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J Neurosci. 2015 Dec 9;35(49):16116-25. doi: 10.1523/JNEUROSCI.2580-15.2015.

Virtual Environmental Enrichment through Video Games Improves Hippocampal-Associated Memory.

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Center for Neurobiology, Learning, and Memory, and Department of Neurobiology and Behavior, University of California, Irvine, Irvine, California 92697.
Center for Neurobiology, Learning, and Memory, and Department of Neurobiology and Behavior, University of California, Irvine, Irvine, California 92697


The positive effects of environmental enrichment and their neural bases have been studied extensively in the rodent (van Praag et al., 2000). For example, simply modifying an animal's living environment to promote sensory stimulation can lead to (but is not limited to) enhancements in hippocampal cognition and neuroplasticity and can alleviate hippocampal cognitive deficits associated with neurodegenerative diseases and aging. We are interested in whether these manipulations that successfully enhance cognition (or mitigate cognitive decline) have similar influences on humans. Although there are many "enriching" aspects to daily life, we are constantly adapting to new experiences and situations within our own environment on a daily basis. Here, we hypothesize that the exploration of the vast and visually stimulating virtual environments within video games is a human correlate of environmental enrichment. We show that video gamers who specifically favor complex 3D video games performed better on a demanding recognition memory task that assesses participants' ability to discriminate highly similar lure items from repeated items. In addition, after 2 weeks of training on the 3D video game Super Mario 3D World, naive video gamers showed improved mnemonic discrimination ability and improvements on a virtual water maze task. Two control conditions (passive and training in a 2D game, Angry Birds), showed no such improvements. Furthermore, individual performance in both hippocampal-associated behaviors correlated with performance in Super Mario but not Angry Birds, suggesting that how individuals explored the virtual environment may influence hippocampal behavior.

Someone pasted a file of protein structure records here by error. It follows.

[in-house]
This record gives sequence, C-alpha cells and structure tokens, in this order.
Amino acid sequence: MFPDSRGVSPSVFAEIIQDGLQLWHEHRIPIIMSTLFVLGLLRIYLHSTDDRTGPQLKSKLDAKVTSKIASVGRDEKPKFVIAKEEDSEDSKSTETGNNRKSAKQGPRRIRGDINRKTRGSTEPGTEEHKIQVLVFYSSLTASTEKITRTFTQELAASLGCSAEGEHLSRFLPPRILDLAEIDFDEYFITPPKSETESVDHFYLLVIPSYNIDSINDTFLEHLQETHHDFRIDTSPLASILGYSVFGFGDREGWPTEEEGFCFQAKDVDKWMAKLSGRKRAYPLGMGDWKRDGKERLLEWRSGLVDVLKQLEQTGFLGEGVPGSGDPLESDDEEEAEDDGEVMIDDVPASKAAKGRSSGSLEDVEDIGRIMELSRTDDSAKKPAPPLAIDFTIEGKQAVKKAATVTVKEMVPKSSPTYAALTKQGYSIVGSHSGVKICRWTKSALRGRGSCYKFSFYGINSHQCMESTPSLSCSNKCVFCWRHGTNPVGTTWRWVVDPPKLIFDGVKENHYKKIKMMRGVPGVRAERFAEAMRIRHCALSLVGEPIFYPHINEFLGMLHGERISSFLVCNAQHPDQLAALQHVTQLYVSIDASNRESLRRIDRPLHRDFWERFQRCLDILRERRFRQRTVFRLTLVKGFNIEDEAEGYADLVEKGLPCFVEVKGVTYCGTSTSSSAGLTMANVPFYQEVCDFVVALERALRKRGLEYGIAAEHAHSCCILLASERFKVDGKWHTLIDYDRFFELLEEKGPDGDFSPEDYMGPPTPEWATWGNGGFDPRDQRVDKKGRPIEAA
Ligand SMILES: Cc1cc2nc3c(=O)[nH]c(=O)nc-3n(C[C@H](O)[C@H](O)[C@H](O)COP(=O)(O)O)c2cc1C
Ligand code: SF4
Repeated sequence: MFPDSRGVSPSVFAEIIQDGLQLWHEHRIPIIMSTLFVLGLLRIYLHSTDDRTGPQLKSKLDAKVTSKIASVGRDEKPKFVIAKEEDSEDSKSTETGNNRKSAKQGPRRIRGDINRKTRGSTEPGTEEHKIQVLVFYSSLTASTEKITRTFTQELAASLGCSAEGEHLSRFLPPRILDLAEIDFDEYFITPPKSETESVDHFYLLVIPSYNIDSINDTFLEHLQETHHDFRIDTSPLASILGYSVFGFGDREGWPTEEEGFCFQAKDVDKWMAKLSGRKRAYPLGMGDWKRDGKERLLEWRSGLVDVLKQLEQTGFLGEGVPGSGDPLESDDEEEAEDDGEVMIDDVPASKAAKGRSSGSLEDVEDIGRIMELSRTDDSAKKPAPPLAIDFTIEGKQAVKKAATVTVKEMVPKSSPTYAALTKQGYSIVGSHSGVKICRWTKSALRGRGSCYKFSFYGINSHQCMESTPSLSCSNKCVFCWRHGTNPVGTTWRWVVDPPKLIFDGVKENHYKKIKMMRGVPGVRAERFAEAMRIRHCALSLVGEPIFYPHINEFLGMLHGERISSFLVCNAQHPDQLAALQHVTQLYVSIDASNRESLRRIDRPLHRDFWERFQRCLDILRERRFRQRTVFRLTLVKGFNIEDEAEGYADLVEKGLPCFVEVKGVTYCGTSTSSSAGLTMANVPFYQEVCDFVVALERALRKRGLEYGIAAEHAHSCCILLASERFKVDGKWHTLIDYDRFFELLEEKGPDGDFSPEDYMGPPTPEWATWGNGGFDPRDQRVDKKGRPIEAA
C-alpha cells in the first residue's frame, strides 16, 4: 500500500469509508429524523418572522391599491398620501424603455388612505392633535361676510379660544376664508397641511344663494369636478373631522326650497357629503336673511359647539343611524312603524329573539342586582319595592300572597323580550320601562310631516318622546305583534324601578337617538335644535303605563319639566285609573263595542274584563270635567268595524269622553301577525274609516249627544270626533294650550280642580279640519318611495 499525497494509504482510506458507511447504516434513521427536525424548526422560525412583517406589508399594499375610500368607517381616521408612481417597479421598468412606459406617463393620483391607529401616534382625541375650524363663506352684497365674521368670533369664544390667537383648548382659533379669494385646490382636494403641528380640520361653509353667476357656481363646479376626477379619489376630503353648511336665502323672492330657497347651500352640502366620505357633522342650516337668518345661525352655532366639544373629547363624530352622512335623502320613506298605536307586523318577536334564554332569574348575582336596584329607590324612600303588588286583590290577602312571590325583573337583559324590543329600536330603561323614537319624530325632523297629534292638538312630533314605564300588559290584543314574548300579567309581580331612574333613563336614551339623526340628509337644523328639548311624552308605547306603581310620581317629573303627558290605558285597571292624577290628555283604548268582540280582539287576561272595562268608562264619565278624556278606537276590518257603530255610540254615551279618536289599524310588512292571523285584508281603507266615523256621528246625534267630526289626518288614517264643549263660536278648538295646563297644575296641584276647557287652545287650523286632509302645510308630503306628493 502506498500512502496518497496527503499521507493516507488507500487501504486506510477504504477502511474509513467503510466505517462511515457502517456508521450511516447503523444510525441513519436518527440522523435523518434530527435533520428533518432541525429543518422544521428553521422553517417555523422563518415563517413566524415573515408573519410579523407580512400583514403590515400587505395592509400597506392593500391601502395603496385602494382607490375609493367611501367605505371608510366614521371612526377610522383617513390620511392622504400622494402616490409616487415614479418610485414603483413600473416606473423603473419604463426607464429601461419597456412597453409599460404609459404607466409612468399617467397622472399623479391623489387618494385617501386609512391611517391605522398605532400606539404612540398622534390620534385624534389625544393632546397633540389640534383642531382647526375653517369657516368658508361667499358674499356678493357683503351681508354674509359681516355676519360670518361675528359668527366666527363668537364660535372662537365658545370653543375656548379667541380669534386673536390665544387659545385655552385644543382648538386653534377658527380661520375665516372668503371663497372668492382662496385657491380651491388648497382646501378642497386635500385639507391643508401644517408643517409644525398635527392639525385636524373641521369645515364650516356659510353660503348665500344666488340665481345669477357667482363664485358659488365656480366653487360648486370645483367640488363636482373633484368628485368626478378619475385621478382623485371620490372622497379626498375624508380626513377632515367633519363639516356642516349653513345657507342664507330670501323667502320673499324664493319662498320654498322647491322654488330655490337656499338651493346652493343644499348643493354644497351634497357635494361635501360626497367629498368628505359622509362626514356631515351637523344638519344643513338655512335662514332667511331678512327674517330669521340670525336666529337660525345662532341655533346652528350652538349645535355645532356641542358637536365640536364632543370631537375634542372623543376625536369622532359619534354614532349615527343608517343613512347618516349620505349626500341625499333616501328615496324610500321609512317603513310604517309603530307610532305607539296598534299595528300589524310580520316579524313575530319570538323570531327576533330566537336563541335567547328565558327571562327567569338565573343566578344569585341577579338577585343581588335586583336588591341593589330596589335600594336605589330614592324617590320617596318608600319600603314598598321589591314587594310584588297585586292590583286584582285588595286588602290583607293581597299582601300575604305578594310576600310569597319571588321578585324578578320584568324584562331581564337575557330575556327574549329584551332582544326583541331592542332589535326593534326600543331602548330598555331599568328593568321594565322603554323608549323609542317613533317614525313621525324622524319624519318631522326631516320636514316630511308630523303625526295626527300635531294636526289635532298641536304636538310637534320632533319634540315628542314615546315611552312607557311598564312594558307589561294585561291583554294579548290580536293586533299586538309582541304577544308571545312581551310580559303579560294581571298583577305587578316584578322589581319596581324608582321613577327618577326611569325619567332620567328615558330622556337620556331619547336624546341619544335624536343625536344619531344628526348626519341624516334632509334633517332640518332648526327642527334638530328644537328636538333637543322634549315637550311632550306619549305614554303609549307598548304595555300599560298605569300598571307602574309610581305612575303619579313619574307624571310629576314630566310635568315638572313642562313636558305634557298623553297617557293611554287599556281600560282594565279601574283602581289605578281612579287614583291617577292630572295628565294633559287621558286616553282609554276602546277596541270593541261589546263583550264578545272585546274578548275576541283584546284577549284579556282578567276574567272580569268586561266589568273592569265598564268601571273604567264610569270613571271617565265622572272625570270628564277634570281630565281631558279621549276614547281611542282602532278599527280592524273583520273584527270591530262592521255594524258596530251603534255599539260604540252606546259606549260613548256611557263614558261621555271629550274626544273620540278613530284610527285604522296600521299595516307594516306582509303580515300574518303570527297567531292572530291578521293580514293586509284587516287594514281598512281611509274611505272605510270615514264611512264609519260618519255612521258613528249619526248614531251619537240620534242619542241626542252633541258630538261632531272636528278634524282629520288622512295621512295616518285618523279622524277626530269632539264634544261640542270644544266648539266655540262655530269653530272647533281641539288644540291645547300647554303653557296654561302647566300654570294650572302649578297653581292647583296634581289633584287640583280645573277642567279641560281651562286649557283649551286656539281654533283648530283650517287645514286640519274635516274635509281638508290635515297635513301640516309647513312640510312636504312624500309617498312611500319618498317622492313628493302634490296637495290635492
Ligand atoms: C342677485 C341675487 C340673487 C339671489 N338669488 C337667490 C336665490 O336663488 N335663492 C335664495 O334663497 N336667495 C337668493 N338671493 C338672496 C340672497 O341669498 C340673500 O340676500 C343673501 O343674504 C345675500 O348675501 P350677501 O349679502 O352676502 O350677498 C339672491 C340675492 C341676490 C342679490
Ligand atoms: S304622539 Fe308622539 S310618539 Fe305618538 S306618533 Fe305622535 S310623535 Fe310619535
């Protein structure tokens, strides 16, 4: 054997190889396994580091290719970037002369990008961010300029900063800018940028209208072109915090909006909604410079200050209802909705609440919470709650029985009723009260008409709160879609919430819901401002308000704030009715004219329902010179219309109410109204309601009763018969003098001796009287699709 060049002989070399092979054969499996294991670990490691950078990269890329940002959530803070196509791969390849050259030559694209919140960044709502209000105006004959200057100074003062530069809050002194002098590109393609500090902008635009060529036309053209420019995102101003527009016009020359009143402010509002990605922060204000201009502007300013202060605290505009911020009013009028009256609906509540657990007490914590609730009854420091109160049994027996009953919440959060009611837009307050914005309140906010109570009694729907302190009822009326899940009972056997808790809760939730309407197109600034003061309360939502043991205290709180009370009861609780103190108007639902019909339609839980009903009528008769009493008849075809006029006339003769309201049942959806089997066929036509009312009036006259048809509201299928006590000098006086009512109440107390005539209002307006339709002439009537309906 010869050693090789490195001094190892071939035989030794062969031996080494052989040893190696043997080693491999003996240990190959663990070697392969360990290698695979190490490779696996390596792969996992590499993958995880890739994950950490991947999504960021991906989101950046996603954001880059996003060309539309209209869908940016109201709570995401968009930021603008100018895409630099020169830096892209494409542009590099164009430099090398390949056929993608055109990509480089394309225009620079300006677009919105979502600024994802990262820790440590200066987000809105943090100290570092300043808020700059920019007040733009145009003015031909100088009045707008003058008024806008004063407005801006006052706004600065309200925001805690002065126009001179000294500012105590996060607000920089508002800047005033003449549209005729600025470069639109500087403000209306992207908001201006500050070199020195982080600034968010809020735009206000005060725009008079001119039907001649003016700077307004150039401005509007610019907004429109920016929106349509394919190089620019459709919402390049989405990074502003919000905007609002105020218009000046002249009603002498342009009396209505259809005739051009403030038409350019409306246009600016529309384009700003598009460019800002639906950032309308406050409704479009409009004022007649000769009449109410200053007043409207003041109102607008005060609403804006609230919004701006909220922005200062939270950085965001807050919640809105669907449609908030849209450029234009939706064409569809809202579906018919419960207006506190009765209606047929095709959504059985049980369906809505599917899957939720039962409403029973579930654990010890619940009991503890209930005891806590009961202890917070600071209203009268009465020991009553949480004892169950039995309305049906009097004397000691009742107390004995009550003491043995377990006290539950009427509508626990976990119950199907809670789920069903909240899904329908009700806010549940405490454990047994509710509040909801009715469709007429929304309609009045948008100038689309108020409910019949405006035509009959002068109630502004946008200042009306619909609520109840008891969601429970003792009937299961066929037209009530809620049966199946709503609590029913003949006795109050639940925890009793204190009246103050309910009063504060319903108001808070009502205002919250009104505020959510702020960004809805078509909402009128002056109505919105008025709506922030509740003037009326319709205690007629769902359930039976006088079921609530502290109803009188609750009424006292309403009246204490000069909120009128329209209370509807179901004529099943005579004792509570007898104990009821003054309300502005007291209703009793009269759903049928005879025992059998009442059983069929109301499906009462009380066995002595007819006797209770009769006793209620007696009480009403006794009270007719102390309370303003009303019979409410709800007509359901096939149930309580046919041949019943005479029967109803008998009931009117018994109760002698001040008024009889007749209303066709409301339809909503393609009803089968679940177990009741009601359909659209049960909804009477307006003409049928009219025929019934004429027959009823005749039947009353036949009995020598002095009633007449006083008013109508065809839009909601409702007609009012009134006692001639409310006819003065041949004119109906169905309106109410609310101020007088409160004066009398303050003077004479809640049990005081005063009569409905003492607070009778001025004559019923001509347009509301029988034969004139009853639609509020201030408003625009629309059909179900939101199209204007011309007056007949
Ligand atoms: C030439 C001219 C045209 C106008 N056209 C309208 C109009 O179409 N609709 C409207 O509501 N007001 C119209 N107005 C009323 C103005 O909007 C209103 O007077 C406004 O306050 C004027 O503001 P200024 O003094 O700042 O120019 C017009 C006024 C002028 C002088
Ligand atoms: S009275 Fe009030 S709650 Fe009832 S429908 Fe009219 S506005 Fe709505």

The hippocampus has long been associated with episodic memory and is commonly thought to rely on neuroplasticity to adapt to the ever-changing environment. In animals, it is well understood that exposing animals to a more stimulating environment, known as environmental enrichment, can stimulate neuroplasticity and improve hippocampal function and performance on hippocampally mediated memory tasks. Here, we suggest that the exploration of vast and visually stimulating environments within modern-day video games can act as a human correlate of environmental enrichment. Training naive video gamers in a rich 3D, but not 2D, video game, resulted in a significant improvement in hippocampus-associated cognition using several behavioral measures. Our results suggest that modern day video games may provide meaningful stimulation to the human hippocampus.


environmental enrichment; hippocampus; neurogenesis; pattern separation; video games

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